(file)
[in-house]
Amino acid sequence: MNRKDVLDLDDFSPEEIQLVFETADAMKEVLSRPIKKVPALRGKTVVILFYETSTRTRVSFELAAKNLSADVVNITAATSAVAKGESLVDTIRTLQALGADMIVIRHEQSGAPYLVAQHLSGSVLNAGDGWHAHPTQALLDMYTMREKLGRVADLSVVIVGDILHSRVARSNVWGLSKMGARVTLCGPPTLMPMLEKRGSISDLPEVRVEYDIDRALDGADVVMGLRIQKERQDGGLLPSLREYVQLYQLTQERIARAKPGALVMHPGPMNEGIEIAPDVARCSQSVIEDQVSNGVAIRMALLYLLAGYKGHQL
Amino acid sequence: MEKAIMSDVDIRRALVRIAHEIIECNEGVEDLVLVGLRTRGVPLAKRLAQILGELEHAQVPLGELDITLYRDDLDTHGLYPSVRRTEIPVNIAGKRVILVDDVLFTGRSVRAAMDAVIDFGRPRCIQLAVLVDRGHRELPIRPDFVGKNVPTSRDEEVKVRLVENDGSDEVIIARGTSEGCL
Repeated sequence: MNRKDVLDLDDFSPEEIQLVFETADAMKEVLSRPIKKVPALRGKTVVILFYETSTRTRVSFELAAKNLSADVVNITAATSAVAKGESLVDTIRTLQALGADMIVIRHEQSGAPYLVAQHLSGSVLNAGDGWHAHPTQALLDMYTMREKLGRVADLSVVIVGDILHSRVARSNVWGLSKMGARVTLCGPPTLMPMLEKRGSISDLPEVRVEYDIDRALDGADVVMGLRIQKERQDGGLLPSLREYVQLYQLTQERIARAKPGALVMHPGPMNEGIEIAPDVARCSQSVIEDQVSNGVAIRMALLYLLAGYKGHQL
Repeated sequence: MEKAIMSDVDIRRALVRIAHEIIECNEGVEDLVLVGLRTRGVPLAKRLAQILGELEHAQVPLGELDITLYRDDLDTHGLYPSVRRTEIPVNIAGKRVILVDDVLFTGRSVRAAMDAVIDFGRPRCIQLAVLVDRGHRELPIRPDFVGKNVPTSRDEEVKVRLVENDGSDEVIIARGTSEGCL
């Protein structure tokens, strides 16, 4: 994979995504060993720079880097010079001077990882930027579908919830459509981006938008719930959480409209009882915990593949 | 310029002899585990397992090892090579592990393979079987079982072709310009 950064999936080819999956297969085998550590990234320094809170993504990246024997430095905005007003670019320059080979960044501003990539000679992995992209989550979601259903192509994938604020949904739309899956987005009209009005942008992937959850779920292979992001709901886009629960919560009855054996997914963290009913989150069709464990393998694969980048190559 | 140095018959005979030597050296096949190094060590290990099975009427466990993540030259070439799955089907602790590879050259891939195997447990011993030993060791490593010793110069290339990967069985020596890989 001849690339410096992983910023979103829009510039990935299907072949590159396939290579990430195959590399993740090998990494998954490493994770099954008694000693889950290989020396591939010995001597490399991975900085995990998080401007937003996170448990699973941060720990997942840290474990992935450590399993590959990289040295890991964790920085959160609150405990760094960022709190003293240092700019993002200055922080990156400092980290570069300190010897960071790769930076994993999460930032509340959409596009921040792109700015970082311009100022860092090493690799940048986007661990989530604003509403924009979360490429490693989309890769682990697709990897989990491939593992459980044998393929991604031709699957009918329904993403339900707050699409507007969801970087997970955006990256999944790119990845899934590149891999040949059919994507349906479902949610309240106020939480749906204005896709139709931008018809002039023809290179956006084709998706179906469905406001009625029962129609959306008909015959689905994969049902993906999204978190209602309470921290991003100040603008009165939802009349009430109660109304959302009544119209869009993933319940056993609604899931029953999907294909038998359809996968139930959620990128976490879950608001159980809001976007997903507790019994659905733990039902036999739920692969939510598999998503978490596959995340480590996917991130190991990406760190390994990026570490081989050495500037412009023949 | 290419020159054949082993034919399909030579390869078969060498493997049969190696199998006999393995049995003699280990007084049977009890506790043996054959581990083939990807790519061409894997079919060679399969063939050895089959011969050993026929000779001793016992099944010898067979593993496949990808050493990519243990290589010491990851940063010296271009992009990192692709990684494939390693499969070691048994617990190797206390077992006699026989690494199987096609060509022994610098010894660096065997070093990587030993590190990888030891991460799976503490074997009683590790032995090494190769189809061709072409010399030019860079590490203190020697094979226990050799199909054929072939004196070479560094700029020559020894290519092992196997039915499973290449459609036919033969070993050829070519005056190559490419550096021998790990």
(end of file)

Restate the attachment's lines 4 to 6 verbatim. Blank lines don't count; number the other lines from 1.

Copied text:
Repeated sequence: MNRKDVLDLDDFSPEEIQLVFETADAMKEVLSRPIKKVPALRGKTVVILFYETSTRTRVSFELAAKNLSADVVNITAATSAVAKGESLVDTIRTLQALGADMIVIRHEQSGAPYLVAQHLSGSVLNAGDGWHAHPTQALLDMYTMREKLGRVADLSVVIVGDILHSRVARSNVWGLSKMGARVTLCGPPTLMPMLEKRGSISDLPEVRVEYDIDRALDGADVVMGLRIQKERQDGGLLPSLREYVQLYQLTQERIARAKPGALVMHPGPMNEGIEIAPDVARCSQSVIEDQVSNGVAIRMALLYLLAGYKGHQL
Repeated sequence: MEKAIMSDVDIRRALVRIAHEIIECNEGVEDLVLVGLRTRGVPLAKRLAQILGELEHAQVPLGELDITLYRDDLDTHGLYPSVRRTEIPVNIAGKRVILVDDVLFTGRSVRAAMDAVIDFGRPRCIQLAVLVDRGHRELPIRPDFVGKNVPTSRDEEVKVRLVENDGSDEVIIARGTSEGCL
């Protein structure tokens, strides 16, 4: 994979995504060993720079880097010079001077990882930027579908919830459509981006938008719930959480409209009882915990593949 | 310029002899585990397992090892090579592990393979079987079982072709310009 950064999936080819999956297969085998550590990234320094809170993504990246024997430095905005007003670019320059080979960044501003990539000679992995992209989550979601259903192509994938604020949904739309899956987005009209009005942008992937959850779920292979992001709901886009629960919560009855054996997914963290009913989150069709464990393998694969980048190559 | 140095018959005979030597050296096949190094060590290990099975009427466990993540030259070439799955089907602790590879050259891939195997447990011993030993060791490593010793110069290339990967069985020596890989 001849690339410096992983910023979103829009510039990935299907072949590159396939290579990430195959590399993740090998990494998954490493994770099954008694000693889950290989020396591939010995001597490399991975900085995990998080401007937003996170448990699973941060720990997942840290474990992935450590399993590959990289040295890991964790920085959160609150405990760094960022709190003293240092700019993002200055922080990156400092980290570069300190010897960071790769930076994993999460930032509340959409596009921040792109700015970082311009100022860092090493690799940048986007661990989530604003509403924009979360490429490693989309890769682990697709990897989990491939593992459980044998393929991604031709699957009918329904993403339900707050699409507007969801970087997970955006990256999944790119990845899934590149891999040949059919994507349906479902949610309240106020939480749906204005896709139709931008018809002039023809290179956006084709998706179906469905406001009625029962129609959306008909015959689905994969049902993906999204978190209602309470921290991003100040603008009165939802009349009430109660109304959302009544119209869009993933319940056993609604899931029953999907294909038998359809996968139930959620990128976490879950608001159980809001976007997903507790019994659905733990039902036999739920692969939510598999998503978490596959995340480590996917991130190991990406760190390994990026570490081989050495500037412009023949 | 290419020159054949082993034919399909030579390869078969060498493997049969190696199998006999393995049995003699280990007084049977009890506790043996054959581990083939990807790519061409894997079919060679399969063939050895089959011969050993026929000779001793016992099944010898067979593993496949990808050493990519243990290589010491990851940063010296271009992009990192692709990684494939390693499969070691048994617990190797206390077992006699026989690494199987096609060509022994610098010894660096065997070093990587030993590190990888030891991460799976503490074997009683590790032995090494190769189809061709072409010399030019860079590490203190020697094979226990050799199909054929072939004196070479560094700029020559020894290519092992196997039915499973290449459609036919033969070993050829070519005056190559490419550096021998790990």